Copyright 2001 www.tombraiderchronicles.com

[ November 13th 2001 ]

But on the other hand, games development is the new rock 'N' roll. The success of Angelina Jolie's blockbusting Lara Croft: Tomb Raider (as opposed to ropey Bob Hoskins's vehicle Super Mario Brothers) has proved that computer games have crossed over as a valid art form as well as one of the nation's favourite pastimes.


In terms of the male/female ratio, the games industry is still very much dominated by boys and their toys, and the pizza 'N' spectacles image of the games developer persists to some extent, however untrue it might be. But what you are more likely to find is a young, creatively talented workforce with lots of ideas and lots of enthusiasm. The work can involve programming or design, and individuals are assigned as part of a team to a single project.

It's not all rendering 3D zombies and writing code so Lara Croft can shoot her gun, though. There are, as in other industries, openings for specialists such as audio engineers and quality assurance technicians (games-testers).


The good news is that the UK is now a major player in global computer game development, with the market being led by British houses such as Codemasters, so you won't have to voyage over to Nintendo HQ in Japan to have a slice of the action. The UK games industry already employs more than the film industry in this country: no mean feat when you consider that both have been expanding rapidly during the past few years. Games development is one of the few areas of IT that is still going strong, and new hardware on the market means it is not going to slow down in the near future.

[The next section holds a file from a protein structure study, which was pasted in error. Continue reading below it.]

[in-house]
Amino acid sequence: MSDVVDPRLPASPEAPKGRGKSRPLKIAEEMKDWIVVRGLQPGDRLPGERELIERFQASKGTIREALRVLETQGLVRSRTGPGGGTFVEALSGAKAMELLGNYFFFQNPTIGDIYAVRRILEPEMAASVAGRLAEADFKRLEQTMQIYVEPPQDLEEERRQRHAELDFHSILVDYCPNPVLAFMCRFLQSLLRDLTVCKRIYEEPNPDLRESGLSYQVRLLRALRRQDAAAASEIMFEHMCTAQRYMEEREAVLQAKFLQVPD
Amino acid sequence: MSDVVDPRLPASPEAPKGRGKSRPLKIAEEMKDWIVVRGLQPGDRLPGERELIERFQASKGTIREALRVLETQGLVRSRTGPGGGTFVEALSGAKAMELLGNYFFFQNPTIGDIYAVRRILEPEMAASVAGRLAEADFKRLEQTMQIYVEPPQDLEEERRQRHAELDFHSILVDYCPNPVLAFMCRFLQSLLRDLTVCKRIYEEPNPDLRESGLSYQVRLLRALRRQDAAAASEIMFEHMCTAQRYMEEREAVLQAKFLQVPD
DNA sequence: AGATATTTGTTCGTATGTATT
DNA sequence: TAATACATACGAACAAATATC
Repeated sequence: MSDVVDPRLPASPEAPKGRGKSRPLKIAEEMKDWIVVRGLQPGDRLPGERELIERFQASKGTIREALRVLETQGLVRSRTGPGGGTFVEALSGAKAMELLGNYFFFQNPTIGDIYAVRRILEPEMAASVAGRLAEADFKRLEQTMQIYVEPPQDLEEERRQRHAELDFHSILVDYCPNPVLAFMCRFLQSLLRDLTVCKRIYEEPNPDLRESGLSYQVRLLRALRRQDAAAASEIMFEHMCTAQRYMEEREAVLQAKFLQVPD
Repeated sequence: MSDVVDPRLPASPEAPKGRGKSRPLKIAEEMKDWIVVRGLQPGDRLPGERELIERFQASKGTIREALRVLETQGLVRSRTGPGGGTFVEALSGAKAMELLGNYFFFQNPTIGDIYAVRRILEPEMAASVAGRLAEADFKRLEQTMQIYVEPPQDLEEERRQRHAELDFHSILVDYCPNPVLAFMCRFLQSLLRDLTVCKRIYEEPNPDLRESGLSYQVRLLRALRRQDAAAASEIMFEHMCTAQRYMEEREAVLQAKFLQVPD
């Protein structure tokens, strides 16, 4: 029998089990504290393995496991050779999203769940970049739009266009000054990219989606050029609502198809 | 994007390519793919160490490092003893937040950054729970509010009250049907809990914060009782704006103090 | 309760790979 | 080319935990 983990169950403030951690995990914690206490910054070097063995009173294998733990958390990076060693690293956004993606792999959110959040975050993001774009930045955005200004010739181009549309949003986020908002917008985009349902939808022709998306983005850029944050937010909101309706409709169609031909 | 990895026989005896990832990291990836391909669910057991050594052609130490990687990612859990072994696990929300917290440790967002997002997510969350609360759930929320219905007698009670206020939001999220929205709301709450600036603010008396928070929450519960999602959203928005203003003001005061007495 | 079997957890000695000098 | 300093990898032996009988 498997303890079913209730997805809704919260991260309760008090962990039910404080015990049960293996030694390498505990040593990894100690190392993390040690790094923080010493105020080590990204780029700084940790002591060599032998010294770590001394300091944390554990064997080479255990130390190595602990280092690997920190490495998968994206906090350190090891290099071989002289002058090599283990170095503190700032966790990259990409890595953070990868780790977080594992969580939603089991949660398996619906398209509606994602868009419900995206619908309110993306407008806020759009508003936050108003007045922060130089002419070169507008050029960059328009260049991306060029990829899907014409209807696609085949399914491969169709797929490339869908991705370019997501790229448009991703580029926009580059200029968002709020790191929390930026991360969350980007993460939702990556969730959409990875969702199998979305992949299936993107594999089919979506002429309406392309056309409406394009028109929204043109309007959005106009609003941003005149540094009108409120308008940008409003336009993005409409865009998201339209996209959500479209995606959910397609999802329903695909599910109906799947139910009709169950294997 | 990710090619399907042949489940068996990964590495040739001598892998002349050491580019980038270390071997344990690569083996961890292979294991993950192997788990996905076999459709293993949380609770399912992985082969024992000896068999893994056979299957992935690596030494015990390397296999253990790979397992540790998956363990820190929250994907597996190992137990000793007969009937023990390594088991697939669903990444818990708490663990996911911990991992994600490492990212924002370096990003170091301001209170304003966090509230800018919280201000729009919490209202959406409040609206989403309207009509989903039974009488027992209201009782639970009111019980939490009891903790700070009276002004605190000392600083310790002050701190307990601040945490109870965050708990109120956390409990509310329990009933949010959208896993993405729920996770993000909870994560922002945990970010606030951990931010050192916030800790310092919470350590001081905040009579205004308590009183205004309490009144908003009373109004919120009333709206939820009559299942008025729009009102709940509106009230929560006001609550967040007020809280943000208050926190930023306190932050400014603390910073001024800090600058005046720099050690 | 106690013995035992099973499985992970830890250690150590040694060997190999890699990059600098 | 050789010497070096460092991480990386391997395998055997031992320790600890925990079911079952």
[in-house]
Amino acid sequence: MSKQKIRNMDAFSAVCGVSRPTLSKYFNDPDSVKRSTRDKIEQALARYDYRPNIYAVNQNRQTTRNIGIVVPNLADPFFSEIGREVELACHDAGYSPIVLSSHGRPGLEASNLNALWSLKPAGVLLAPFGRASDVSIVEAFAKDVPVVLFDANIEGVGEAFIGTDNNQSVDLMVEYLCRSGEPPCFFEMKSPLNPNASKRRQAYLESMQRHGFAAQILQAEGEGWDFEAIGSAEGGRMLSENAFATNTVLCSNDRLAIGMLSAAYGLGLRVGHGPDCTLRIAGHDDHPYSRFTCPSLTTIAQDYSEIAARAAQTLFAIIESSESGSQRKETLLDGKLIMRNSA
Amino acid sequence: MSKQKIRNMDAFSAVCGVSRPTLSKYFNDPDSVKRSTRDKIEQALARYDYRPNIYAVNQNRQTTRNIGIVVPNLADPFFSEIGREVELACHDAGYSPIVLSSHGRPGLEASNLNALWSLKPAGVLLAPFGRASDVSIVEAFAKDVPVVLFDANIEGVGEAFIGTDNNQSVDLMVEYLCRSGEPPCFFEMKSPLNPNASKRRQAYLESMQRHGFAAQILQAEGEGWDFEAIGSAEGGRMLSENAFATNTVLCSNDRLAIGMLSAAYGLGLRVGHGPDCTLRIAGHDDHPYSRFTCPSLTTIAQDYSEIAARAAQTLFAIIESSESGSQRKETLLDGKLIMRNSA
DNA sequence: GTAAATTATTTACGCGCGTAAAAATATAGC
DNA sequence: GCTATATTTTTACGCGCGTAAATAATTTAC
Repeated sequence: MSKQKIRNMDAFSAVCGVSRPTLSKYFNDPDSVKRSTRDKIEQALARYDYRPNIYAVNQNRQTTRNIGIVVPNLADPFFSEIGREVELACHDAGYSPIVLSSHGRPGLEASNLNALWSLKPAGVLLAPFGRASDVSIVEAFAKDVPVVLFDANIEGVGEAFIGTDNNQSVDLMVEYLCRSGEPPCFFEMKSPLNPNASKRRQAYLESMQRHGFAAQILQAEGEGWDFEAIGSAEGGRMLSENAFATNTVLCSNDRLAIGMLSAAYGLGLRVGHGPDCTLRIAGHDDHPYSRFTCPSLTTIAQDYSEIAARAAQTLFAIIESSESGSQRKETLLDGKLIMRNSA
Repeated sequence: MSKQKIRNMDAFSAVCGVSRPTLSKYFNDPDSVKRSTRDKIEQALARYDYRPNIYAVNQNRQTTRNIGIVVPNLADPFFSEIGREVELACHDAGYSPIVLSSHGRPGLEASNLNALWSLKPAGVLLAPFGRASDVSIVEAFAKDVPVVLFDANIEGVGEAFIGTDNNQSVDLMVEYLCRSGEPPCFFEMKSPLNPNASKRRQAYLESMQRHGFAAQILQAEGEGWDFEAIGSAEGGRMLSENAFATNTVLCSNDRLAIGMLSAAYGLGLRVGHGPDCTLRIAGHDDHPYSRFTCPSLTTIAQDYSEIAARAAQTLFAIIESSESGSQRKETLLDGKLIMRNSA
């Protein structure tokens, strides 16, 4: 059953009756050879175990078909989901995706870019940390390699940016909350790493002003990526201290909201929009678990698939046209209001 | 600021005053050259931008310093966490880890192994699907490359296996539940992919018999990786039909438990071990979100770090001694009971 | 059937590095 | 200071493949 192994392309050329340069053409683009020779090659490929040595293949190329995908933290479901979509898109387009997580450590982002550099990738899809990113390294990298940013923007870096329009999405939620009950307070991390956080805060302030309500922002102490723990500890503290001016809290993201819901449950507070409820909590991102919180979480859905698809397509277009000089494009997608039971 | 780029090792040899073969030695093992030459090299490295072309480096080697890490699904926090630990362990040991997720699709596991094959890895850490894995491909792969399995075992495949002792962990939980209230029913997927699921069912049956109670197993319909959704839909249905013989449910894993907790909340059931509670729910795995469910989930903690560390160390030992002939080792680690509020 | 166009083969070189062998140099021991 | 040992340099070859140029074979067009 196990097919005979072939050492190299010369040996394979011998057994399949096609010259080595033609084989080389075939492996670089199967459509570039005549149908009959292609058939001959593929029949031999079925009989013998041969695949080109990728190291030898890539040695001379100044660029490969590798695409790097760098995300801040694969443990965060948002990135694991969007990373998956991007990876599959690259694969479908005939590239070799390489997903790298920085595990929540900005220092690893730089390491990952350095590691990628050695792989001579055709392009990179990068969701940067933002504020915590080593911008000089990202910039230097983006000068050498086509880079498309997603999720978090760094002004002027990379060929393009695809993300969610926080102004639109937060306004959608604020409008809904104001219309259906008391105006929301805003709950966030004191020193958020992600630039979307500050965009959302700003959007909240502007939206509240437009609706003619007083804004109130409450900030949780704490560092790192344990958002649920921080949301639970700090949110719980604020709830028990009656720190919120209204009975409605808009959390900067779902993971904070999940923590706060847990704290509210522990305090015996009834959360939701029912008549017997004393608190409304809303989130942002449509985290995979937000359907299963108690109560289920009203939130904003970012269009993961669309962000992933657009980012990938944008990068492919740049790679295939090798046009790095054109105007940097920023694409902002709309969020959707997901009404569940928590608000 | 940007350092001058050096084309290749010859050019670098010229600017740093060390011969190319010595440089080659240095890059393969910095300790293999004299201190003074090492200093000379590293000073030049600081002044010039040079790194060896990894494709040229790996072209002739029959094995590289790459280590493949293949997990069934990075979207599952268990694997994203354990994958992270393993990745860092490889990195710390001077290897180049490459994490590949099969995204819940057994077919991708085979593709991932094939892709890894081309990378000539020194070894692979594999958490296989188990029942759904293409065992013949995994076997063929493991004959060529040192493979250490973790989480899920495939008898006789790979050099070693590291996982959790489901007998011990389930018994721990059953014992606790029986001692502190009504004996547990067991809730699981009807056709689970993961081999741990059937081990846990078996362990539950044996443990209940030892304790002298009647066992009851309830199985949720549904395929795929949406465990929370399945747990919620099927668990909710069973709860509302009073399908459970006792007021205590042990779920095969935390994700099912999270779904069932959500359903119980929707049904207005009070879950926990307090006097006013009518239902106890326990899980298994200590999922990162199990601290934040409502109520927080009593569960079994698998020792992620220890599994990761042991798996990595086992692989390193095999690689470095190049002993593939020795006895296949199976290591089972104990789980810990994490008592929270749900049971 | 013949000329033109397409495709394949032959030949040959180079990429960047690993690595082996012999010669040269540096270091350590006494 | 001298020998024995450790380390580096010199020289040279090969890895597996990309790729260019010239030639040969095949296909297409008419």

What with PlayStation 2 and Microsoft's Xbox apparently taking over the world, the industry is one that moves faster than that souped-up Nissan Skyline out of Gran Turismo: you'll need to be able to keep up. The required technical expertise will obviously vary according to what project you're working on, which platform it's designed for (Game Boy or Xbox? PC or PlayStation?), and what your specific role will be (for example, graphics, sound or gameplay).

Broadly speaking, though, you'll need to be able to work as part of a team, and a passion for video games beyond the odd game of Tekken after closing time is crucial to get your foot in the door.


The ultimate reward is bashing out a few rounds on a finished game that you've seen through initial conception, coding, testing and to completion. Working in a dedicated creative team in which the pressure is on to come up with the best ideas is another major plus (the money's not bad, either).

Occasional high-pressure deadlines towards the end of a project are the flip side of the satisfaction received at seeing a finished game top the Christmas charts.


If you have a portfolio showcasing your best work in animation, graphics or some other facet of games development, you're on the right lines. Qualifications are not as important as enthusiasm, imagination and straightforward talent, so make sure your work is so good employers can't afford not to take notice.

Information supplied by GTI, publishers of doctorjob.com, the NOW! magazines and the TARGET family, a comprehensive range of graduate and undergraduate careers publications, available from careers services, university departments and ordered directly from GTI Specialist Publishers on 01491 826262.

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